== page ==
If you’d like to stay at one of the hotels on the grounds, you have three options:  The Village Hotel, The Inn, and The Cottage, with each place going up in amenities and price. There are also plenty of nearby hotels and houses through Airbnb. If you follow this link, you’ll get a discount through Airbnb:  Airbnb discount link.

Asheville Regional Airport has daily flights to Atlanta, Charlotte, Washington, D.C., and Chicago and seasonal service to many other cities including New York, Denver, and some cities in Florida. If you fly into Asheville, you can either rent a car or take an uber, although if you plan on going to the Blue Ridge Parkway or other areas to hike, you’ll want a rental car.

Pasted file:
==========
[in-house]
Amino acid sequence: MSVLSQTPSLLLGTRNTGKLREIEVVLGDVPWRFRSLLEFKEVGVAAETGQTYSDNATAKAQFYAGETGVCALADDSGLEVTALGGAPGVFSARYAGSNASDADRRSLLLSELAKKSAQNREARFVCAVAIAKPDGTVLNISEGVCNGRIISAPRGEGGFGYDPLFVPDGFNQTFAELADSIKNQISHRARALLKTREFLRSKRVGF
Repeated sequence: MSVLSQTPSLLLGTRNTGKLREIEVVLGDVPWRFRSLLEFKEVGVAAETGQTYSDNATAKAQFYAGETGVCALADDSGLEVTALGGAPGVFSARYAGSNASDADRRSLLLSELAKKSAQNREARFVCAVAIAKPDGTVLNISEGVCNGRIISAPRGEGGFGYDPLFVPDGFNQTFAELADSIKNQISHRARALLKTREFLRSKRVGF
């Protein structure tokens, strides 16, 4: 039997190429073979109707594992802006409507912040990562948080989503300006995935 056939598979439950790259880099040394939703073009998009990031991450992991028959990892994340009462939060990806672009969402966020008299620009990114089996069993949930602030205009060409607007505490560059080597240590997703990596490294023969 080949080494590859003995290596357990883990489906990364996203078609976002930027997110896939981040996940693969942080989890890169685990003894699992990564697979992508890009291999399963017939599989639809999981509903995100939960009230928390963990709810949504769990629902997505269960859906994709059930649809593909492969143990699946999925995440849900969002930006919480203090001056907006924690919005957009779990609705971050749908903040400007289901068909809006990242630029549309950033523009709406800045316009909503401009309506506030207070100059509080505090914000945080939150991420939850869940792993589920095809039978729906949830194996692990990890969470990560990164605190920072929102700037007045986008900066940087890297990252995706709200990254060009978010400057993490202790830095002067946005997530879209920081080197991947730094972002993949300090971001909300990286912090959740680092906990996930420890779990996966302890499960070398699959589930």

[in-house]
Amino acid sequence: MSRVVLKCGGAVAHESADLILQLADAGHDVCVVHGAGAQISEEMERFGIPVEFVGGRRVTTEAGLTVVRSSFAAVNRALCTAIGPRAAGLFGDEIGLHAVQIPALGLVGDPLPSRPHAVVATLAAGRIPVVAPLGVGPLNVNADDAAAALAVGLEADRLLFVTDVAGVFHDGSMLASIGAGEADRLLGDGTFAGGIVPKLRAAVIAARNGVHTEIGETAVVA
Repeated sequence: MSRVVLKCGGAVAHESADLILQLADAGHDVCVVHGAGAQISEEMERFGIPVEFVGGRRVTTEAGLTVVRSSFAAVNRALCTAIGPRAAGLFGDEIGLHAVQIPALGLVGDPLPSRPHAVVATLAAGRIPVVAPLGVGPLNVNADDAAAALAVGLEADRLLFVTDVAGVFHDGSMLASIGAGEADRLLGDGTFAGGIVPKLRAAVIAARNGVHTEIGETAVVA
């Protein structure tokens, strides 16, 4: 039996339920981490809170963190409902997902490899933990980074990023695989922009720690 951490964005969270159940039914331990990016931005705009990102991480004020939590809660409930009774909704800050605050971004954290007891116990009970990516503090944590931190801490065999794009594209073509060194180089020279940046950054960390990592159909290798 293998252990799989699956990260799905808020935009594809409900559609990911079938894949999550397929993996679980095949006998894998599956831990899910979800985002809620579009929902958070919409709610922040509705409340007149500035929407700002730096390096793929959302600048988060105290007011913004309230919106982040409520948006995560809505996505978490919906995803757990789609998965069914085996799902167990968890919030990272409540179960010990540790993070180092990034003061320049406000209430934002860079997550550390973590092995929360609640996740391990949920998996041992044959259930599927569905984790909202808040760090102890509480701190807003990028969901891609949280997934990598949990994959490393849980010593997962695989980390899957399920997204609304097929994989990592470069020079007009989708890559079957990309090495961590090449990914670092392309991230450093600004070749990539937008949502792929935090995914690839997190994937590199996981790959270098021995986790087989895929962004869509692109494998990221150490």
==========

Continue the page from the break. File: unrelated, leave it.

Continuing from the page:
Asheville has plenty of other things to see and do besides the Biltmore Estate, especially if you like outdoor activities. As I mentioned above, the Blue Ridge Parkway is a short drive away, as is a plethora of hiking and camping options. There are so many options it would be crazy to list them all, but I’ll throw out a few I’ve personally been to, all of which are an hour or less from Asheville:  Great Smoky Mountains National Park, Pigsah National Forest, Black Mountain, Chimney Rock State Park, Dupont State Forest, and if you venture a bit further (about 2 hours from Asheville) there’s a cluster of great places to check out that includes Linville Falls, Blowing Rock, Grandfather Mountain, and Boone.

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Hiking with Libby and Chile near Asheville